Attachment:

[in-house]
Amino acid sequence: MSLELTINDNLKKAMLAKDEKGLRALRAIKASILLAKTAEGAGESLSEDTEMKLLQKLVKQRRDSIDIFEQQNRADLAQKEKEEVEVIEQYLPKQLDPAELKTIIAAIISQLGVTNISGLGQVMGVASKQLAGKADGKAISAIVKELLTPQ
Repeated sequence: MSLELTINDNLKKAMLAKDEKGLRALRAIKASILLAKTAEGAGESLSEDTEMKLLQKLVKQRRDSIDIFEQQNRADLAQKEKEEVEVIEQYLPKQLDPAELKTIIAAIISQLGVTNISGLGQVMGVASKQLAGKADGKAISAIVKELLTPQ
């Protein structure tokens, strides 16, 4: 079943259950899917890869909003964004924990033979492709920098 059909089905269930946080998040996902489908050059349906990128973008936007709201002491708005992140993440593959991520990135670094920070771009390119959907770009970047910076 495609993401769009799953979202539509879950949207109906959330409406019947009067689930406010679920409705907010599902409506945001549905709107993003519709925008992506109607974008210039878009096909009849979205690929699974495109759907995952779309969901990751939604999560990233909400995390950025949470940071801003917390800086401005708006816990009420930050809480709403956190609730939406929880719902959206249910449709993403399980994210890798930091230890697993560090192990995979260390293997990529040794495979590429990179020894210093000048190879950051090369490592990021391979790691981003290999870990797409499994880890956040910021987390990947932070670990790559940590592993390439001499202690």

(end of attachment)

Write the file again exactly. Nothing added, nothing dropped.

[in-house]
Amino acid sequence: MSLELTINDNLKKAMLAKDEKGLRALRAIKASILLAKTAEGAGESLSEDTEMKLLQKLVKQRRDSIDIFEQQNRADLAQKEKEEVEVIEQYLPKQLDPAELKTIIAAIISQLGVTNISGLGQVMGVASKQLAGKADGKAISAIVKELLTPQ
Repeated sequence: MSLELTINDNLKKAMLAKDEKGLRALRAIKASILLAKTAEGAGESLSEDTEMKLLQKLVKQRRDSIDIFEQQNRADLAQKEKEEVEVIEQYLPKQLDPAELKTIIAAIISQLGVTNISGLGQVMGVASKQLAGKADGKAISAIVKELLTPQ
């Protein structure tokens, strides 16, 4: 079943259950899917890869909003964004924990033979492709920098 059909089905269930946080998040996902489908050059349906990128973008936007709201002491708005992140993440593959991520990135670094920070771009390119959907770009970047910076 495609993401769009799953979202539509879950949207109906959330409406019947009067689930406010679920409705907010599902409506945001549905709107993003519709925008992506109607974008210039878009096909009849979205690929699974495109759907995952779309969901990751939604999560990233909400995390950025949470940071801003917390800086401005708006816990009420930050809480709403956190609730939406929880719902959206249910449709993403399980994210890798930091230890697993560090192990995979260390293997990529040794495979590429990179020894210093000048190879950051090369490592990021391979790691981003290999870990797409499994880890956040910021987390990947932070670990790559940590592993390439001499202690």